Let’s hope Google picks up on that headline.
Jumaani is a numerologist who’s getting paid obscene amounts of money to tell people what they want to hear. His advice boils down to: Change the spelling of your name to make it more unique or just be born on the right day:
According to Mr. Jumaani, people’s personalities and destinies are shaped by the interplay of various numbers. Among the most important are numbers derived from birth dates, like the sum of the digits that make up the day of birth. Babies born on the 28th day of a month, for example, are said to have a good life ahead of them because 2 and 8 add up to 10, and 1 plus 0 equals 1.
One, three, five and six are considered auspicious numbers: Mr. Jumaani points out that Bill Gates was born on Oct. 28, 1955.
Numbers correspond to the sun, the moon or a planet; one is the sun, two is the moon, three is Jupiter and so on.
But people who are not born on a fortunate date need not despair. While he cannot change their birth dates, Mr. Jumaani said clients can benefit by changing their names. (He would not disclose how numbers are assigned to letters.) Wearing appropriate gems and colors can also change fortunes.
In other words, 40% of the digits are special. And you can manipulate most numbers to get one of those four digits.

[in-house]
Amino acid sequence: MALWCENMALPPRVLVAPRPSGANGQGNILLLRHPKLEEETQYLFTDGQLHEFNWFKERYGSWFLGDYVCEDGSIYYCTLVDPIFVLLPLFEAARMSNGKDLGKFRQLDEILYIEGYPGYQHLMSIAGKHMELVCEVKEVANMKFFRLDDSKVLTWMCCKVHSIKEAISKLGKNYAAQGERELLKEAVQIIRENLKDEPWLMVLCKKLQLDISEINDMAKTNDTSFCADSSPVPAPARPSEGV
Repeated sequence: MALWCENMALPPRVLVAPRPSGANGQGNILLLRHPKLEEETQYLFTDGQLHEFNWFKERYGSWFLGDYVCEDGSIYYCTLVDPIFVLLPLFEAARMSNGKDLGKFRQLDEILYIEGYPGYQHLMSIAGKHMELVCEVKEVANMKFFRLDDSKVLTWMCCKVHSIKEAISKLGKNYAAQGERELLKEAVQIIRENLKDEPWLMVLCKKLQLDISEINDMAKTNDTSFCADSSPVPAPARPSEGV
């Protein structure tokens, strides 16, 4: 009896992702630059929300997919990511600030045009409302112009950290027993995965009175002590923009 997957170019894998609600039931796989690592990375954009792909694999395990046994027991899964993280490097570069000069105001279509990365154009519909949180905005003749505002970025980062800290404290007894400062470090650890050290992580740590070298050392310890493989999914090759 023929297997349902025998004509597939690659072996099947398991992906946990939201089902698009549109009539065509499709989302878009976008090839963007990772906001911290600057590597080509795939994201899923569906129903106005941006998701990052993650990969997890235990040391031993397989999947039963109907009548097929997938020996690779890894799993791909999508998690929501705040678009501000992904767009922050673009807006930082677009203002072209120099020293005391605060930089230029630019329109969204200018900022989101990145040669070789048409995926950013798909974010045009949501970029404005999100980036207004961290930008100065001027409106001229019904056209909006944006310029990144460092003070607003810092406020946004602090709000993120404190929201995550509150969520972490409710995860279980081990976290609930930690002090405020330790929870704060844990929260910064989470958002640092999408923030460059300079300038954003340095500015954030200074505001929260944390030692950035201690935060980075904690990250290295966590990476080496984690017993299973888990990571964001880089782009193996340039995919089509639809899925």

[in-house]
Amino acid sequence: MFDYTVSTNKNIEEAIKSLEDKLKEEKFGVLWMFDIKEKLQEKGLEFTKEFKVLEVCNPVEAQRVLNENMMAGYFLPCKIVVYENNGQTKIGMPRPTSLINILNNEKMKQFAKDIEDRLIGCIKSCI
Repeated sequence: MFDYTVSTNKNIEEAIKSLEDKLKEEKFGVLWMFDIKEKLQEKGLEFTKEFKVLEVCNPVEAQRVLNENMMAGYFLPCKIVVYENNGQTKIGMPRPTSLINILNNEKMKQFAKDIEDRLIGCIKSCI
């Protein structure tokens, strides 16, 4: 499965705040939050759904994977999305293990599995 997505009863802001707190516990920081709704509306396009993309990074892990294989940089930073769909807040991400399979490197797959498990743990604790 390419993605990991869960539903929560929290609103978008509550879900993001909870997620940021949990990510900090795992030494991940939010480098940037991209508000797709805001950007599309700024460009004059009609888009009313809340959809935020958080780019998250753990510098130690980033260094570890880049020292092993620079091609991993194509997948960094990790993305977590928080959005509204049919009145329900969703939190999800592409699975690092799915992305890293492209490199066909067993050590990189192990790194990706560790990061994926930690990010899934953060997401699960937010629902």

Even if Gates was born on the inauspicious Oct. 29, 1955, you could just as easily say 10/29 = 1 + 0 + 2 + 9 = 12 = 1 + 2 = 3 = Auspicious!
Much like James Randi, the Science and Rationalists’ Association of India is trying to fight back against the pseudoscience.
“This practice caters to people’s craving to know, modify or improve their future,” said Prabir Ghosh, an author who has debated astrologers and numerologists on Indian television. “In this era of cutthroat competition intensified by the global recession people will do anything before going into a new venture.”
Mr. Ghosh, who is the general secretary of the Science and Rationalists’ Association of India, has said his group will pay numerologists, astrologers and other spiritual guides two million rupee ($43,000) if they prove that their practices work as advertised. He has made no payments so far.
Of course no one will try to claim the money. These numerologists and other deceivers know what they are doing — they have convinced themselves they have a special talent. They may not even be purposely lying, but they’re completely mistaken about their “gift.” They don’t have one. And they refuse to undergo any real scrutiny from skeptics because they know any real study would prove their “powers” to be non-existent.
As Ghosh says, people will do anything to get ahead, including consulting with numerologists and the like. The problem is that some of these people have little money to begin with. They’re giving up substantial amounts of money to be given a path to success from a person who can guarantee nothing of the sort.
All he has to offer is hope. That’s something a close friend could give you for free.
There’s no reason to give a single rupee to a con like Jumaani.
Maybe I shouldn’t be surprised that all this is so pervasive in India. Even serious things like marriages are often only allowed to proceed if certain astrological signs are met.
I think I should change my name to Hemaant Mehtaa. What do you think?
I love this comment from hoverFrog:
I think the most auspicious day for Jumaani is when his clients were born yesterday.
(Thanks to Prabhat for the link!)